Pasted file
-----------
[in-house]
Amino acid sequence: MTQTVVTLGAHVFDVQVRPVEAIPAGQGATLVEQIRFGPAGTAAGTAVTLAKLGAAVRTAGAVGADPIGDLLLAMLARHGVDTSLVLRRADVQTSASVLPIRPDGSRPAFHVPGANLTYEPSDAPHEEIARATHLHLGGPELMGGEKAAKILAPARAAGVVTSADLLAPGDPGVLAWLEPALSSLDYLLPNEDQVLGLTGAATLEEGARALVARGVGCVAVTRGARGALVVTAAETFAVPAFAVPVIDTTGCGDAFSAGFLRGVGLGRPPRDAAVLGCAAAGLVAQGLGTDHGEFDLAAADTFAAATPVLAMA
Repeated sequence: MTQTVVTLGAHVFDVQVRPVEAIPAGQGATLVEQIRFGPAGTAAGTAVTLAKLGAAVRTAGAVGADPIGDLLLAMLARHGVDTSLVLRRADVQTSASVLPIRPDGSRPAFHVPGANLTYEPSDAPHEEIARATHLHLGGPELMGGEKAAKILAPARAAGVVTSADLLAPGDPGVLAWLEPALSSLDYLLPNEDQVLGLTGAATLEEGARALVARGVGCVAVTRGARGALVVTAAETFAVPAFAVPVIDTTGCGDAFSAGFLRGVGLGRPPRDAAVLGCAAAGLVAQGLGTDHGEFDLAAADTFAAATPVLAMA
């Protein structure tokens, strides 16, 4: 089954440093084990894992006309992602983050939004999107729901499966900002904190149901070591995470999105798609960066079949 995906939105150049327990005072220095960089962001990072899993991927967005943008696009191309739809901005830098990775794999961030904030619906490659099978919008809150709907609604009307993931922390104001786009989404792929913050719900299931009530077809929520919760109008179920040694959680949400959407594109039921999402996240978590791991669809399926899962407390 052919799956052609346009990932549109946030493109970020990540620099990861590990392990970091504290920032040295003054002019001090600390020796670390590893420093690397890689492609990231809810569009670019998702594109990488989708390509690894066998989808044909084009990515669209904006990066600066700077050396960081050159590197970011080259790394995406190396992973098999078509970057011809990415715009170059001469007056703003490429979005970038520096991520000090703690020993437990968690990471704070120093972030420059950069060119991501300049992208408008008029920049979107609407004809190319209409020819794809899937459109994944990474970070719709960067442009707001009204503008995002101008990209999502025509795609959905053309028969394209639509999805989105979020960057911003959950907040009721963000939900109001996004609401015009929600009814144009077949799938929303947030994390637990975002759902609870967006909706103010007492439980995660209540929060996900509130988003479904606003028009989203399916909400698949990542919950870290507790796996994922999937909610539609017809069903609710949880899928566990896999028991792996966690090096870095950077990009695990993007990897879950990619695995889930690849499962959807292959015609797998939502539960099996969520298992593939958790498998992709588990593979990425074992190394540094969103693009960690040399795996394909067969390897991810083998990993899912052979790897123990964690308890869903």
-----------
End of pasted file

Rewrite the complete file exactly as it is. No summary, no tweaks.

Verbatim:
[in-house]
Amino acid sequence: MTQTVVTLGAHVFDVQVRPVEAIPAGQGATLVEQIRFGPAGTAAGTAVTLAKLGAAVRTAGAVGADPIGDLLLAMLARHGVDTSLVLRRADVQTSASVLPIRPDGSRPAFHVPGANLTYEPSDAPHEEIARATHLHLGGPELMGGEKAAKILAPARAAGVVTSADLLAPGDPGVLAWLEPALSSLDYLLPNEDQVLGLTGAATLEEGARALVARGVGCVAVTRGARGALVVTAAETFAVPAFAVPVIDTTGCGDAFSAGFLRGVGLGRPPRDAAVLGCAAAGLVAQGLGTDHGEFDLAAADTFAAATPVLAMA
Repeated sequence: MTQTVVTLGAHVFDVQVRPVEAIPAGQGATLVEQIRFGPAGTAAGTAVTLAKLGAAVRTAGAVGADPIGDLLLAMLARHGVDTSLVLRRADVQTSASVLPIRPDGSRPAFHVPGANLTYEPSDAPHEEIARATHLHLGGPELMGGEKAAKILAPARAAGVVTSADLLAPGDPGVLAWLEPALSSLDYLLPNEDQVLGLTGAATLEEGARALVARGVGCVAVTRGARGALVVTAAETFAVPAFAVPVIDTTGCGDAFSAGFLRGVGLGRPPRDAAVLGCAAAGLVAQGLGTDHGEFDLAAADTFAAATPVLAMA
């Protein structure tokens, strides 16, 4: 089954440093084990894992006309992602983050939004999107729901499966900002904190149901070591995470999105798609960066079949 995906939105150049327990005072220095960089962001990072899993991927967005943008696009191309739809901005830098990775794999961030904030619906490659099978919008809150709907609604009307993931922390104001786009989404792929913050719900299931009530077809929520919760109008179920040694959680949400959407594109039921999402996240978590791991669809399926899962407390 052919799956052609346009990932549109946030493109970020990540620099990861590990392990970091504290920032040295003054002019001090600390020796670390590893420093690397890689492609990231809810569009670019998702594109990488989708390509690894066998989808044909084009990515669209904006990066600066700077050396960081050159590197970011080259790394995406190396992973098999078509970057011809990415715009170059001469007056703003490429979005970038520096991520000090703690020993437990968690990471704070120093972030420059950069060119991501300049992208408008008029920049979107609407004809190319209409020819794809899937459109994944990474970070719709960067442009707001009204503008995002101008990209999502025509795609959905053309028969394209639509999805989105979020960057911003959950907040009721963000939900109001996004609401015009929600009814144009077949799938929303947030994390637990975002759902609870967006909706103010007492439980995660209540929060996900509130988003479904606003028009989203399916909400698949990542919950870290507790796996994922999937909610539609017809069903609710949880899928566990896999028991792996966690090096870095950077990009695990993007990897879950990619695995889930690849499962959807292959015609797998939502539960099996969520298992593939958790498998992709588990593979990425074992190394540094969103693009960690040399795996394909067969390897991810083998990993899912052979790897123990964690308890869903």